Maybe books are more your bag. According to a new survey of some 2,000 people by The Reading Agency, one in three of us is actually reading more since being forced to stay at home. Last month also saw World Book Night on the 23rd, though events this year naturally had to be virtual rather than having us all crammed into a hall or library listening to our favourite authors speak.
So, picking up our earlier theme of quizzes, my recommendation is that you read Vikas Swarup’s wonderful 2005 best-seller Slumdog Millionaire, or Q&A as it was originally known before Danny Boyle’s film. This is the story of 19-year-old Ram Mohammed Thomas, a Bombay orphan who at the start of the novel has just won the billion-rupee prize in a game show not unlike ‘Who Wants To Be a Millionaire’. And, not unlike the Charles Ingram fiasco, the producers are far from happy with Ram’s success. Convinced that Ram is a fraud and a cheat, they have had him thrown into jail.
To discover how this unlikely quiz-show winner has either cheated the system or could possibly know the answers to some very obscure questions, a lawyer is hired to interrogate the young man and so the story unfolds, one question at a time. Each question elicits a touching vignette of his life, detailing the weird and wonderful people he has encountered along the way, people who have inadvertently led him to being able to answer whatever the quiz question happened to be. You are therefore presented with twelve separate– wonderful and colourful – short stories as this remarkable young boy looks back over his life. What a clever plot device (which translated means, I wish I had used it…). And let’s not forget that this is all the more remarkable because the book was Swarup’s debut novel (cue more gnashing of teeth from me…)! And if you want more suggestions for a good book to curl up with on these lonely nights in, check out the BBC’s list of 2020’s best books at http://www.bbc.com/culture/story/20200327-the-best-books-of-2020-so-far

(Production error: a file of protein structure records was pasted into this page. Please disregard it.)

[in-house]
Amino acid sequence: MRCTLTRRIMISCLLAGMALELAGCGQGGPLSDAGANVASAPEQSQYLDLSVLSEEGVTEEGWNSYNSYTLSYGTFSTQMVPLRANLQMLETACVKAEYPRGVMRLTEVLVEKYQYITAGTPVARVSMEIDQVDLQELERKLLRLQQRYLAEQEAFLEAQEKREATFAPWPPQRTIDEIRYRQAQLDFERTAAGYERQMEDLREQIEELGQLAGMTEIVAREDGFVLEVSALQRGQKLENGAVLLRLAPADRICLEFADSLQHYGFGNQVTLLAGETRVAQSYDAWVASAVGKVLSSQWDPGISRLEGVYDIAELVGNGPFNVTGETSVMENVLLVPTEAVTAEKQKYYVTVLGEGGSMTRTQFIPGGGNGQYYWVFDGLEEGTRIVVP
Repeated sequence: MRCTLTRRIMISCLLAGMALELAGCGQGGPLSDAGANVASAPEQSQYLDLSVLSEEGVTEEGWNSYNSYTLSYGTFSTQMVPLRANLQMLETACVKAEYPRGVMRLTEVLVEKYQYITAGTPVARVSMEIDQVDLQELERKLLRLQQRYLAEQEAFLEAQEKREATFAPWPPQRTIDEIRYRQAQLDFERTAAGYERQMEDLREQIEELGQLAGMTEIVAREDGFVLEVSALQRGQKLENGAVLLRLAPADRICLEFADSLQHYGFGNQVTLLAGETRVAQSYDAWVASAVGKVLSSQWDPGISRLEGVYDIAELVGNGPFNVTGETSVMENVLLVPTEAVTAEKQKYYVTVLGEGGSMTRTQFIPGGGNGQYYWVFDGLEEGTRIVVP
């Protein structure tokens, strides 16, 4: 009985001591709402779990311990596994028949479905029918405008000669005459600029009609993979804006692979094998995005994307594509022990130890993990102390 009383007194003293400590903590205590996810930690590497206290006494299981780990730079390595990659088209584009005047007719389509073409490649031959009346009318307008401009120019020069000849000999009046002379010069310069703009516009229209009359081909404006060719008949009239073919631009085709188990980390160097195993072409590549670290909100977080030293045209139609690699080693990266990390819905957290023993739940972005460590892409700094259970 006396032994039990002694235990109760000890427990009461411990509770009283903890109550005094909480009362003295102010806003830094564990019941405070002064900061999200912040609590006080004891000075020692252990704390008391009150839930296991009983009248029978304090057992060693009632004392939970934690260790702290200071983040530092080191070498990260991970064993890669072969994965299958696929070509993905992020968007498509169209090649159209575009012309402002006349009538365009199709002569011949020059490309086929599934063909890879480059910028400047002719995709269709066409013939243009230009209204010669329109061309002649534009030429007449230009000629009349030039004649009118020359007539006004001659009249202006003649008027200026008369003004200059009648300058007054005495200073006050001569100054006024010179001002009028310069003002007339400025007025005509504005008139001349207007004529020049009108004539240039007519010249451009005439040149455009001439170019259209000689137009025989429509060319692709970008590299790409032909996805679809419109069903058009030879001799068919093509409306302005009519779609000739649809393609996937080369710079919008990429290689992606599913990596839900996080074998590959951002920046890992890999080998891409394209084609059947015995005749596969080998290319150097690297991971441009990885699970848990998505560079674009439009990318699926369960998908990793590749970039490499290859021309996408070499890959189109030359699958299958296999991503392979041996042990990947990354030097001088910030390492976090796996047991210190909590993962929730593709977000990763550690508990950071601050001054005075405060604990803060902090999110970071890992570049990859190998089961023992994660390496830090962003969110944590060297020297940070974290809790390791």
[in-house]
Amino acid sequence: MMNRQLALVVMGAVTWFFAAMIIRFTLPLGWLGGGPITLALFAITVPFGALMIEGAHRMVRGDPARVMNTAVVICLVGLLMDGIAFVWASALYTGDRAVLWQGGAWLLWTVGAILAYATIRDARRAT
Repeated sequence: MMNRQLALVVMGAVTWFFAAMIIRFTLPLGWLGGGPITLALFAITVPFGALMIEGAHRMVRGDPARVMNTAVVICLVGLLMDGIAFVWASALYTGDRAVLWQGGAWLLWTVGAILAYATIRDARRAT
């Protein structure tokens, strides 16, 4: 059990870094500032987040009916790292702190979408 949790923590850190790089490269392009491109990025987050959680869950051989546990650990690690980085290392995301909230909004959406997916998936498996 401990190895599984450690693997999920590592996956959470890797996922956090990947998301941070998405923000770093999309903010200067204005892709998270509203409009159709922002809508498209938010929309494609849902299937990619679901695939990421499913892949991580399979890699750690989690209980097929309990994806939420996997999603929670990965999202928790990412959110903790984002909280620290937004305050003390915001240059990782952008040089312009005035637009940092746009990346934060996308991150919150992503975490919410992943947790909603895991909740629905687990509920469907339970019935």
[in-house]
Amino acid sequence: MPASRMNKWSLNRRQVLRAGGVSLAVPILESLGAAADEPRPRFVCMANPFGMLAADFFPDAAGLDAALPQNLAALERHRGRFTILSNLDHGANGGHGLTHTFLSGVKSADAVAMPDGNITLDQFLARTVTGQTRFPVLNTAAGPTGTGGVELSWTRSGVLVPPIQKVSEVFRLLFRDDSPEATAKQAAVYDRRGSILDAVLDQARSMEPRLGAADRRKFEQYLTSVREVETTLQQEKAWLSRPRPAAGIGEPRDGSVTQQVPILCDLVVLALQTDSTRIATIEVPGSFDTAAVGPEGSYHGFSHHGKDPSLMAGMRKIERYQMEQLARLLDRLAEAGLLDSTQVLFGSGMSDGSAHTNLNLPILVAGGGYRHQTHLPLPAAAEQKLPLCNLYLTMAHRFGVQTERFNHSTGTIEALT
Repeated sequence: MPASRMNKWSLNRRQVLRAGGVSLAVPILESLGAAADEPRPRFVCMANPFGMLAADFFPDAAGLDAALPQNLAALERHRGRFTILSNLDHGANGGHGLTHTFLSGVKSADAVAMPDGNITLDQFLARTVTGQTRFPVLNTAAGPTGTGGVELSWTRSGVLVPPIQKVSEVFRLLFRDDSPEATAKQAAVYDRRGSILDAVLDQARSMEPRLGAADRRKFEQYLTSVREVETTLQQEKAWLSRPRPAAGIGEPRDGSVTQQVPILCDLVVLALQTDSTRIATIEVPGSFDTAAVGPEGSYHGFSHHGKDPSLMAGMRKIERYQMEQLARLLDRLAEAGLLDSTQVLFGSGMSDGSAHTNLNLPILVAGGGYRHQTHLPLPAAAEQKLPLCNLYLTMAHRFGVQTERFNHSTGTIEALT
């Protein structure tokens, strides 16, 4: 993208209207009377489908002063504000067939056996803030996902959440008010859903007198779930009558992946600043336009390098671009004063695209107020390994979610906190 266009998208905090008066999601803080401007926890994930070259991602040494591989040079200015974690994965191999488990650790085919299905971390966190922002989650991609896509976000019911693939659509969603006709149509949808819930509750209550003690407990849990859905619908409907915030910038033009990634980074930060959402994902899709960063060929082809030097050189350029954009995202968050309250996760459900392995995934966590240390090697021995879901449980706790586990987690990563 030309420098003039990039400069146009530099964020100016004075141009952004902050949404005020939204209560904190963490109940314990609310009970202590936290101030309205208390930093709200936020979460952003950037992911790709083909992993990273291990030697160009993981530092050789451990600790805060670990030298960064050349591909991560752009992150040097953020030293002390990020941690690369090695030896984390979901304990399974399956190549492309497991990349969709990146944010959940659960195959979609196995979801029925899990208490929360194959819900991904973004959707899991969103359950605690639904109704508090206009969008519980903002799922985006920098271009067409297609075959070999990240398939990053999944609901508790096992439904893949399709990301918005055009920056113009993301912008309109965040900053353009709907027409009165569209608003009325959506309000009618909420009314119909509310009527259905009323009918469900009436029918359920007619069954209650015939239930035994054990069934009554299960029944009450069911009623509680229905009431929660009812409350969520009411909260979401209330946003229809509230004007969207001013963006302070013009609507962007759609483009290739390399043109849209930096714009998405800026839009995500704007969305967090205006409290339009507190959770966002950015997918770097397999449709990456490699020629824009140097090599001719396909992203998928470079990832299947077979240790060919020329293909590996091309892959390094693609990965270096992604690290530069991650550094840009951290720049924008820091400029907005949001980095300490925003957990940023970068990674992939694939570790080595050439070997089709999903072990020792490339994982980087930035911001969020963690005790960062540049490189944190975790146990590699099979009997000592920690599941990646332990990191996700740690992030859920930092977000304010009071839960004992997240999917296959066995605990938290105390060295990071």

Another less beneficial effect of the Coronavirus lockdown is that our sleeping patterns have gone awry. This is hardly surprising when you consider the stress and uncertainty of recent times, as well as the fact that a lot of us are spending little time out of doors. Exposure to natural light along with regular mealtimes are two of the most powerful influences on our circadian rhythms (our natural internal clock that regulates, sleep, body temperature and hormones). Well, with trips to the fridge every half an hour to fill the void and our fear of the great world outside full of invisible enemies, it seems we’re screwed!
Or maybe not. For the last couple of years I have been a big fan of mindfulness and if ever there was a time for you to get with the programme, I reckon it’s now. In a nutshell, mindfulness connects you, your thoughts and feelings to the here and now. ‘But that’s the very thing I want to block out’, I hear you cry…yes, well actually I think you’ll find that the more you try to block something out, the more it pushes back into your life. Mindfulness allows you to accept the state of being, releasing you from worrying about the future or torturing yourself with the past. It’s actually very freeing.
At the beginning of last month, the Independent ran an article on the best Mindfulness apps and I would suggest you give it a look.
Most of them are free and it might just be the start of a beautiful new relationship between you and your mind!
So, one month down and who knows how many more to go. Let me know what you’re doing to get through this current situation. And in the spirit of VE day, which is just around the corner as I write this, I guess it’s true…we just have to KEEP CALM AND CARRY ON.
And now that you’re thinking about the virus, here’s a piece of virus-inspired flash fiction for you.
Or read March’s blog….The Ides of March and Whether you Should Beware, from a time before our world was tipped upside down!